Three Key Elements of Quality Work-Based Learning Programs for Young Adults

Posted November 30, 2020, By the Annie E. Casey Foundation

Young person learns how to use a machine through an apprenticeship program

A new report fund­ed by the Annie E. Casey Foun­da­tion iden­ti­fies key ele­ments of qual­i­ty work-based learn­ing pro­grams for youth and young adults.

Such pro­grams — includ­ing appren­tice­ships and sum­mer job ini­tia­tives — com­bine work expe­ri­ence with class­room learn­ing so that par­tic­i­pants have a chance to gain both afford­able, indus­try-rec­og­nized cre­den­tials and employ­ment skills in a vari­ety of settings.

The Brook­ings Insti­tu­tion report, which is root­ed in stake­hold­er inter­views and a lit­er­a­ture review, sin­gles out three hall­marks of qual­i­ty work-based learn­ing pro­grams for young peo­ple. These are:

  1. Expo­sure to pos­i­tive, trust­ing rela­tion­ships with car­ing adults. Con­nect­ing with teach­ers, youth coun­selors, super­vi­sors, coach­es and oth­ers offers par­tic­i­pants a chance to grow their social skills and learn help­ful self-reg­u­la­tion skills, such as smart time management.
  2. Oppor­tu­ni­ties to build social cap­i­tal.” Social and pro­fes­sion­al net­works can serve as pow­er­ful door open­ers to employ­ment and valu­able work-relat­ed experiences.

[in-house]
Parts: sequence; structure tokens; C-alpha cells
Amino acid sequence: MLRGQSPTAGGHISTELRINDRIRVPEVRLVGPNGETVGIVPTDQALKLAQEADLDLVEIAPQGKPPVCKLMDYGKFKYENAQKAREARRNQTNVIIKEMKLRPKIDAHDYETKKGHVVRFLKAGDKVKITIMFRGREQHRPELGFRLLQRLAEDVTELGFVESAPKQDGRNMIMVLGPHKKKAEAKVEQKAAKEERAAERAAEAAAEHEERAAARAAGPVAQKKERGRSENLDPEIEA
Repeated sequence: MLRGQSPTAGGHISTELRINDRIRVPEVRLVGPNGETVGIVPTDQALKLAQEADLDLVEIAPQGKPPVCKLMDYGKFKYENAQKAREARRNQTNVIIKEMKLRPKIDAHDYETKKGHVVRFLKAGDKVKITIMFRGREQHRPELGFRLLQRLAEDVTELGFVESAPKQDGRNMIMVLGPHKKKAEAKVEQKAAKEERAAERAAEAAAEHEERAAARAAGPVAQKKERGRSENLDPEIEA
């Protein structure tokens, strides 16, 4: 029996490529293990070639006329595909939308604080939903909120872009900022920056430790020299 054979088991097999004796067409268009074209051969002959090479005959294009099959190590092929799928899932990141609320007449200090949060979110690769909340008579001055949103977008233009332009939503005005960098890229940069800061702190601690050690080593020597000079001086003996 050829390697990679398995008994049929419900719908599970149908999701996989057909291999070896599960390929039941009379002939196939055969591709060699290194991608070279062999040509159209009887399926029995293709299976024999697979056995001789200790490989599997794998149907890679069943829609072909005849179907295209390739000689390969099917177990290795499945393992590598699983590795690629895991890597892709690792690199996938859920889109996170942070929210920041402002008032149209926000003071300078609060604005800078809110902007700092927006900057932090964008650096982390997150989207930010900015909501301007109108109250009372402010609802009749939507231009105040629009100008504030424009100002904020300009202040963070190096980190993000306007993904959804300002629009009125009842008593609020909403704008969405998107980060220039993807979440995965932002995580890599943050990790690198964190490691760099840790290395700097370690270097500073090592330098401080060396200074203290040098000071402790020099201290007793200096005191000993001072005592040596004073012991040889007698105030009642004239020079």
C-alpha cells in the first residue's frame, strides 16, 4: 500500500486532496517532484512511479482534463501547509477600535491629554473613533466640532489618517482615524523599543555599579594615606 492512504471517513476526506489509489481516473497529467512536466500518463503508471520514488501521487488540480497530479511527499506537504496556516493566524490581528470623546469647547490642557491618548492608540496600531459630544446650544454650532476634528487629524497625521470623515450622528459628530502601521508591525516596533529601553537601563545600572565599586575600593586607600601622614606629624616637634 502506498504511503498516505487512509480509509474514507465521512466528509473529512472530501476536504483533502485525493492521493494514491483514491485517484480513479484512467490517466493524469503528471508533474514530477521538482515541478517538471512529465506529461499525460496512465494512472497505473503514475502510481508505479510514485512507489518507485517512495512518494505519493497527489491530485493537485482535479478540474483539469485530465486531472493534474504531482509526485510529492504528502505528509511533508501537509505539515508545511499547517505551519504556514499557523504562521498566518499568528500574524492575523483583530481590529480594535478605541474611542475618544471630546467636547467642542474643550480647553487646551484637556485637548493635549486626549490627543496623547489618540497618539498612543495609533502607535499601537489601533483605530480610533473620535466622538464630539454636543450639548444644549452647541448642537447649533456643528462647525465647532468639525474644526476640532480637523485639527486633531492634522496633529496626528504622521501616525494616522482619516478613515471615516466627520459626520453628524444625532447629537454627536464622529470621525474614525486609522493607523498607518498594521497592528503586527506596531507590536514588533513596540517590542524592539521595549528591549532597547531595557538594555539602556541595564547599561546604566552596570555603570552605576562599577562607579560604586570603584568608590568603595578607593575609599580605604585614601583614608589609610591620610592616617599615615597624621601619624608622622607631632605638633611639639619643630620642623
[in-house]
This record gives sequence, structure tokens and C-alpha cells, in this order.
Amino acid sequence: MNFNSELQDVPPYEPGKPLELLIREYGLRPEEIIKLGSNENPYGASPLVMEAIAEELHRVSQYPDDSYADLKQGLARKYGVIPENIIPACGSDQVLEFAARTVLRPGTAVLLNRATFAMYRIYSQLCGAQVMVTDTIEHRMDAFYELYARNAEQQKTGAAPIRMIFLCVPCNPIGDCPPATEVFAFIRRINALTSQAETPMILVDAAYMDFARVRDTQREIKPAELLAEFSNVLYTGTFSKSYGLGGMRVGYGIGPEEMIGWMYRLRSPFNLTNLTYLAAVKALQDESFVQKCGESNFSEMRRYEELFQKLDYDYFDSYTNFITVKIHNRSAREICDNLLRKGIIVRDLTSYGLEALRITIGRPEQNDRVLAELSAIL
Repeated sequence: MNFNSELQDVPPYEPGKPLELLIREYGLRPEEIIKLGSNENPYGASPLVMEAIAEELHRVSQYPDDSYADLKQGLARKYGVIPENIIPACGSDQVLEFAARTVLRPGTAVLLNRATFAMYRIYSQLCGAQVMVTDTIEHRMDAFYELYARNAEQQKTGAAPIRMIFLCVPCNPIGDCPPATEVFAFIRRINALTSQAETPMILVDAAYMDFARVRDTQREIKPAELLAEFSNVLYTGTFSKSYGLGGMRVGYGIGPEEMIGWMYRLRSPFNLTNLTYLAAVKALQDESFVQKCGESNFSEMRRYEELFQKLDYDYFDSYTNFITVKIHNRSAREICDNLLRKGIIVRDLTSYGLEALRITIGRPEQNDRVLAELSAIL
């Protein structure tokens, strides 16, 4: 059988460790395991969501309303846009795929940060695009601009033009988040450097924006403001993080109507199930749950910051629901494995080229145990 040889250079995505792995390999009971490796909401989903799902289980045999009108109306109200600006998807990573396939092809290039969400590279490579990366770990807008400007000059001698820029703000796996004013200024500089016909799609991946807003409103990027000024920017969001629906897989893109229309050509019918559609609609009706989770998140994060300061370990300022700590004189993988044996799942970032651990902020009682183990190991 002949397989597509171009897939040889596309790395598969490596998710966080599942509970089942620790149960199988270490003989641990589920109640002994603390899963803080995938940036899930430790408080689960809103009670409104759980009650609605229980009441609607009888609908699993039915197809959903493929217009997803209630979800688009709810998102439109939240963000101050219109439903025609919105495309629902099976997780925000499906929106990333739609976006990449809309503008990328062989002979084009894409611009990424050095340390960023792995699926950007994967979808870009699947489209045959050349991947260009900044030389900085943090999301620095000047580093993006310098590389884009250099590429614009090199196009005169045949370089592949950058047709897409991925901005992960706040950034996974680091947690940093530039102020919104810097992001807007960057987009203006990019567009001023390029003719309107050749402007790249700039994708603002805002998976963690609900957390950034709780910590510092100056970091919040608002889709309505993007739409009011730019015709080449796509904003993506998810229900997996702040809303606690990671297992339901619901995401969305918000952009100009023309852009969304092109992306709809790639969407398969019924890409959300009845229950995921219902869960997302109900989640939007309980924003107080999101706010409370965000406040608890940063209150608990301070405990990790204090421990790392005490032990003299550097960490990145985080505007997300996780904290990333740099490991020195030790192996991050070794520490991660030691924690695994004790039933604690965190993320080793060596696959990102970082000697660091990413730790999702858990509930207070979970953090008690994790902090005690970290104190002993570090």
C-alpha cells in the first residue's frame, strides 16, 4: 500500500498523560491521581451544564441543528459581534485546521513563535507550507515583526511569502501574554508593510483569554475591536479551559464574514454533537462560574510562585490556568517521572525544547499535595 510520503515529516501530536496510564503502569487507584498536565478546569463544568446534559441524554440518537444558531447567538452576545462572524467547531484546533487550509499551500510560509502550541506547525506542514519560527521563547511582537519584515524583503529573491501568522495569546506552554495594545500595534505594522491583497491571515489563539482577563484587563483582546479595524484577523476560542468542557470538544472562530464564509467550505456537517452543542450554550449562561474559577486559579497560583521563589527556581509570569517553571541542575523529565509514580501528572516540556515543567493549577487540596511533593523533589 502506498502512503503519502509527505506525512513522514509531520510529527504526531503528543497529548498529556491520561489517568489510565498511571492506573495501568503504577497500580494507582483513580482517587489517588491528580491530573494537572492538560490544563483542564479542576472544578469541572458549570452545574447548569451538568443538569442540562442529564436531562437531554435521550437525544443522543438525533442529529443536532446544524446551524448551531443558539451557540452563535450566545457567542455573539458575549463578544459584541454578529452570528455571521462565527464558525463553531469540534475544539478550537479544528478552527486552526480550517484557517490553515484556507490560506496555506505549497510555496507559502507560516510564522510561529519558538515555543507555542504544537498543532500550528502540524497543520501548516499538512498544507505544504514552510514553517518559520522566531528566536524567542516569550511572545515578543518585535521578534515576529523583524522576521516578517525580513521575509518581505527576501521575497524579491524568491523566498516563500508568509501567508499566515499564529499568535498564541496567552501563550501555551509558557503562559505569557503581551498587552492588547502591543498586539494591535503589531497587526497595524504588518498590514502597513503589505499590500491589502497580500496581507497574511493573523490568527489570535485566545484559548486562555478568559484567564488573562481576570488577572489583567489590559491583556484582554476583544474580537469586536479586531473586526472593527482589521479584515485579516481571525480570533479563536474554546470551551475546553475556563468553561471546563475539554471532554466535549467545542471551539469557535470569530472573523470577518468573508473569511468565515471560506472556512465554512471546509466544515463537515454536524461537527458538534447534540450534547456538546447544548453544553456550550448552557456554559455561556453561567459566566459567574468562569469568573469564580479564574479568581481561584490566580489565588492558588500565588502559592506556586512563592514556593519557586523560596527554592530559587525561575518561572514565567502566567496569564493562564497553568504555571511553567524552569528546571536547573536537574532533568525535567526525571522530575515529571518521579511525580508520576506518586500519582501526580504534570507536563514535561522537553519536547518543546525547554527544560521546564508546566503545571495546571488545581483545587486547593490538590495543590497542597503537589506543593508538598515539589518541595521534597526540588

3. Access to work envi­ron­ments offer­ing hands-on learn­ing and mean­ing­ful tasks. Such set­tings afford young peo­ple a chance to build crit­i­cal skills for spe­cif­ic indus­tries and occu­pa­tions; take on new roles and respon­si­bil­i­ties; and get feed­back from their super­vi­sors and colleagues.

High-qual­i­ty pro­grams should also pro­vide paid employ­ment oppor­tu­ni­ties and sup­port ser­vices — such as trans­porta­tion assis­tance — to young work­ers, the report says.

Too many young peo­ple strug­gle to con­nect to key skill-build­ing and edu­ca­tion­al oppor­tu­ni­ties,” says Alli­son Ger­ber, a senior asso­ciate with the Casey Foun­da­tion. As the COVID-19 pan­dem­ic con­tin­ues to cre­ate great chal­lenges for youth and young adults — par­tic­u­lar­ly for young peo­ple of col­or — it is espe­cial­ly impor­tant that pub­lic and pri­vate stake­hold­ers expand the num­ber of on-ramps lead­ing to fam­i­ly-sus­tain­ing wages.”

More sup­port and improved implementation

The three ele­ments iden­ti­fied in the report — while vital — are uneven­ly sup­port­ed and imple­ment­ed by pub­lic sys­tems and orga­ni­za­tions that offer work-based learn­ing pro­grams for youth and young adults, accord­ing to the Brook­ings Institution.

For instance: While most work-based learn­ing pro­grams mea­sure things like enroll­ment, pro­gram com­ple­tion and job place­ment, they often fail to assess whether young peo­ple are build­ing mean­ing­ful adult rela­tion­ships or even pro­fes­sion­al and social networks.

State offi­cials have an impor­tant role to play in improv­ing these pro­grams, the report main­tains. Beyond pro­vid­ing fund­ing, these lead­ers can also pro­vide direc­tion by set­ting clear, statewide goals for work-based learning.

Read more about equi­table out­comes for youth through apprenticeships

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